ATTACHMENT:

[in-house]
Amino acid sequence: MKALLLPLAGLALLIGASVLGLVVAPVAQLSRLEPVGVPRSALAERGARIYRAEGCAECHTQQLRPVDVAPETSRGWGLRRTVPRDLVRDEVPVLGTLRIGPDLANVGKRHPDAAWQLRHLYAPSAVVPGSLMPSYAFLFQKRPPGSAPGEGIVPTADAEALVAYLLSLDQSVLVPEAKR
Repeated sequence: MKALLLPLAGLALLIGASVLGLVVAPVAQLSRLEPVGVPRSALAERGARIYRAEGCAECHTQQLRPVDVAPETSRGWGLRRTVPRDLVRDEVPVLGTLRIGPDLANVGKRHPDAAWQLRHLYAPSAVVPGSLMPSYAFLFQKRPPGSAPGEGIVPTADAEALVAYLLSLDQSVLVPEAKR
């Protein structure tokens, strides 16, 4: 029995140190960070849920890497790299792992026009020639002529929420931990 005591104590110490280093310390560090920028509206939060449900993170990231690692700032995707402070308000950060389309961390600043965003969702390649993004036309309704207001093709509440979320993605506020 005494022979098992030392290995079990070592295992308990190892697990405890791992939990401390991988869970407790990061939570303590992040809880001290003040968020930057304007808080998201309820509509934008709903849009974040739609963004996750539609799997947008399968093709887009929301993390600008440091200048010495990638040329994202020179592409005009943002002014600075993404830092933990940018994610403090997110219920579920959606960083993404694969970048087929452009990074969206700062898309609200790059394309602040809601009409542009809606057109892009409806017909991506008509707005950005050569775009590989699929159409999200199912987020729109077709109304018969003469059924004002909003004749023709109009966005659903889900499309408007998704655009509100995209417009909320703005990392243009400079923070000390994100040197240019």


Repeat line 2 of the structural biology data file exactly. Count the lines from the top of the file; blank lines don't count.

Amino acid sequence: MKALLLPLAGLALLIGASVLGLVVAPVAQLSRLEPVGVPRSALAERGARIYRAEGCAECHTQQLRPVDVAPETSRGWGLRRTVPRDLVRDEVPVLGTLRIGPDLANVGKRHPDAAWQLRHLYAPSAVVPGSLMPSYAFLFQKRPPGSAPGEGIVPTADAEALVAYLLSLDQSVLVPEAKR